4.) Its Not Always About Competition. Wait, What?
Yes, a lot of what we do at CrossFit is based around competition but sometimes you just have to embrace training so that you improve. We want you to push yourself to set PRs or feel good about yourself for hanging with the top athletes in the gym on a WOD. Competition is an important factor at CrossFit Glen Burnie which helps our athletes achieve results that would be hard to duplicate in a noncompetitive environment. However, if every WOD is a competition where time is the only factor then you’re missing out on key training adaptations. Slow down every now and then and develop that strength, improve on a skill, and master proper form. The better you are at movements, the more access you’ll have to increased fitness. If you are always focused on competing for the leader board and not slowing down to learn and improve movements you will hit a ceiling that will be very hard to break through. Training is important in terms of increasing Range of Motion (ROM), perfecting skills and improving habits so that when you need to compete later on, you have more output and more ability.
Improvement doesn’t occur just because you thrash about with a reckless abandon, form be damned, attitude and race to the finish every time we start a clock. You have to take ownership of your workout. Refer to guideline 1 from yesterday – CrossFit is all about you.
If you really want to be at the top of the leader board or just be able to Rx WODs you need to focus on these things:
- Get Stronger – Only deload the bar when appropriate, never take weight off because you want to go faster. If you can manage the Rx weight use it but be smart and consult a trainer. If your 1RM Deadlift is 315# and the WOD has over 20 reps of 315# DL then you need to scale, but only scale to 80% of your 1RM weight. You will never get strong by lifting light and fast.
- Scale Only as Necessary – Only scale to complete the movements with the best possible form and ROM you can muster. Scaling mid WOD is ok and highly encouraged. There’s nothing wrong with performing 3 of the 5 rounds as Rx then dropping weight, moving to a progression movement in later rounds after fatigue sets in, or accumulating minimal reps in a max rep WOD because you were working on a skill.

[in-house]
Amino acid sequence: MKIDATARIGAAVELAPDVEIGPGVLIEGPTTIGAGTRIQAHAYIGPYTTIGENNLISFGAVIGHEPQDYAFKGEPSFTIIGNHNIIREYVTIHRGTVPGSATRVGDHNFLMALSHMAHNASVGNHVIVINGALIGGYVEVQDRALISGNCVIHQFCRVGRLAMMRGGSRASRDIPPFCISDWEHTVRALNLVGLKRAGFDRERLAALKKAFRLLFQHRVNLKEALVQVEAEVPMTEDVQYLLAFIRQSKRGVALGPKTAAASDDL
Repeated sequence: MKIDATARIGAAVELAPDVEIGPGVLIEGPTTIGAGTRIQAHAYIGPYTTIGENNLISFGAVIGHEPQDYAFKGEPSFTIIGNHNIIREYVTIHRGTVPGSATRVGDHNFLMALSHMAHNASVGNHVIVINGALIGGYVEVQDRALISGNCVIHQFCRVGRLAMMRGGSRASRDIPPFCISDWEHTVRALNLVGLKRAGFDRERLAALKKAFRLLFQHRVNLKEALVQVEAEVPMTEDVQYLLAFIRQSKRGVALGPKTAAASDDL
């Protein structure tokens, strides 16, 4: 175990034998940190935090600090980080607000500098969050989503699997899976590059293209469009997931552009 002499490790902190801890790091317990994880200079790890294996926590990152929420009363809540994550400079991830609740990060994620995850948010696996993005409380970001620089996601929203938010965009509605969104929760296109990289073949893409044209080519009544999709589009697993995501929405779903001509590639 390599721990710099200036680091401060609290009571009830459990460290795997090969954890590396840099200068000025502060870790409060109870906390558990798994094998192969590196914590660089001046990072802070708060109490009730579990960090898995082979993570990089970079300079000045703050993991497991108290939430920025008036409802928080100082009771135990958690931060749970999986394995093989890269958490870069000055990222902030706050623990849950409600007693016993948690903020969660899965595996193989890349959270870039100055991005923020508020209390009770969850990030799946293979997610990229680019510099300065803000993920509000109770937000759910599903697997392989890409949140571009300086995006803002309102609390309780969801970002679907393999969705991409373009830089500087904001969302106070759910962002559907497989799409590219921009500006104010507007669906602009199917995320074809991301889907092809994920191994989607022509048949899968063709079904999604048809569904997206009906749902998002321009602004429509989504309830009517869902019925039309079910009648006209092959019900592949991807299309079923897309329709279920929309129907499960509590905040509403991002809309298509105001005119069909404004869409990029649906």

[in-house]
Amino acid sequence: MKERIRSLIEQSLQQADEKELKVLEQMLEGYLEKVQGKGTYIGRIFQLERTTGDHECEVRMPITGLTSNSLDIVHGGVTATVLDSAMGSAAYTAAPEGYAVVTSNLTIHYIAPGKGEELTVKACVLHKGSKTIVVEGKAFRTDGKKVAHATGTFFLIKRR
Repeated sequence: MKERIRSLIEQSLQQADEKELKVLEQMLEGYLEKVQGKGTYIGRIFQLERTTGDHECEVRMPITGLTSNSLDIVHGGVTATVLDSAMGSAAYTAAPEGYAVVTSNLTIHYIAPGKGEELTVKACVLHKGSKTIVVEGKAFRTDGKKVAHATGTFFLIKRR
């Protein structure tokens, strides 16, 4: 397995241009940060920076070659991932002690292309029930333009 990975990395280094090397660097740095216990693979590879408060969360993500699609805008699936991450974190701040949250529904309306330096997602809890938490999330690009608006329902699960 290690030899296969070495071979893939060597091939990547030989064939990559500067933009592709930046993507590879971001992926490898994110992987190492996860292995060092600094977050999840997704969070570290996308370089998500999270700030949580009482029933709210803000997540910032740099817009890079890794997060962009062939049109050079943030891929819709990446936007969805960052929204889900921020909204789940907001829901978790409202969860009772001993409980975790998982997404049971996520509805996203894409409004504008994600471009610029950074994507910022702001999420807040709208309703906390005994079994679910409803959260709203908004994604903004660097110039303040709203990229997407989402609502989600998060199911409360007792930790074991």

- Show Up and Train – Consistency is the key, even if you don’t like the WOD or was feeling tired or sore. Tired and sore days are perfect times to throw the clock out the window and just train.
Finally, when you are having those days when you feel like Superman and just want to throw down in a WOD, remember who you are competing against – Guideline 1: CrossFit is all about YOU. Go at your own pace and let the intensity find you. Push your work capacity; you will never get better by chasing the work capacity of the person next to you. That just leads to ROM issues, which we will cover in guideline #5.
5.) Accountability – Scaling and Poor ROM
In this instance of accountability we are talking directly about proper scaling and range of motion. Avoiding scaling for “Rx” distinction is a grievous error. Scaling is a key component of CrossFit, but it’s also one of the most underused and misunderstood concepts. Scaling is not just about picking a lighter weight or grabbing a few plyo bands for assistance with pull-ups. It exists to help you complete a WOD as the WOD was originally intended. Confused? That’s okay, especially after guideline #4. Let’s break it down with one of my favorite CrossFit WODs:
- 21-15-9 of Deadlift (225#)/HSPU
Let’s say you can complete all 45 reps of 225# Deadlifts and HSPU but it would take you over 15 minutes. Should you “Rx” the WOD? Stop shaking your head yes, the answer is no. Diane was created to be a short burst high-intensity WOD. Dan Bailey, I think, has the fastest Diane on record at 1:35. Appropriate scaling should be the means in which you and Dan can perform Diane and get equivalent effects. The top 25 men and women at Regionals last year averaged about a 2:25 Diane. A good rule of thumb is if you can’t perform the WOD in double to triple the time of the most “elite” then you should scale. Roughly speaking in this example, if you don’t have a sub 6:30 “Rx” Diane then you need to scale.
Um, didn’t you just tell me yesterday to only deload the bar to about 80% when it’s appropriate cause I want to get stronger?
I sure did but if you think ripping through 45 reps in a METCON is a good way to add strength you’re crazy and in this instance it’s appropriate. Let’s break this down with some math. Dan’s 1RM DL is 540#, by performing Diane as “Rx” Dan is working out with about 42% of his 1RM. If your DL is 275# then 225# is about 82% of your 1RM. 82>42 – Are you guys even close to doing the same WOD? You will work your way up in scaling as you build strength and power output. That’s why we have a dedicated SWOD program.
It’s a fine fuzzy line people, which is why you need to consult and listen to your trainer when working on scaling, but at the end of the day it’s all about the intention of the WOD. I’ll write about this in another post and explain the 80% rule in more detail.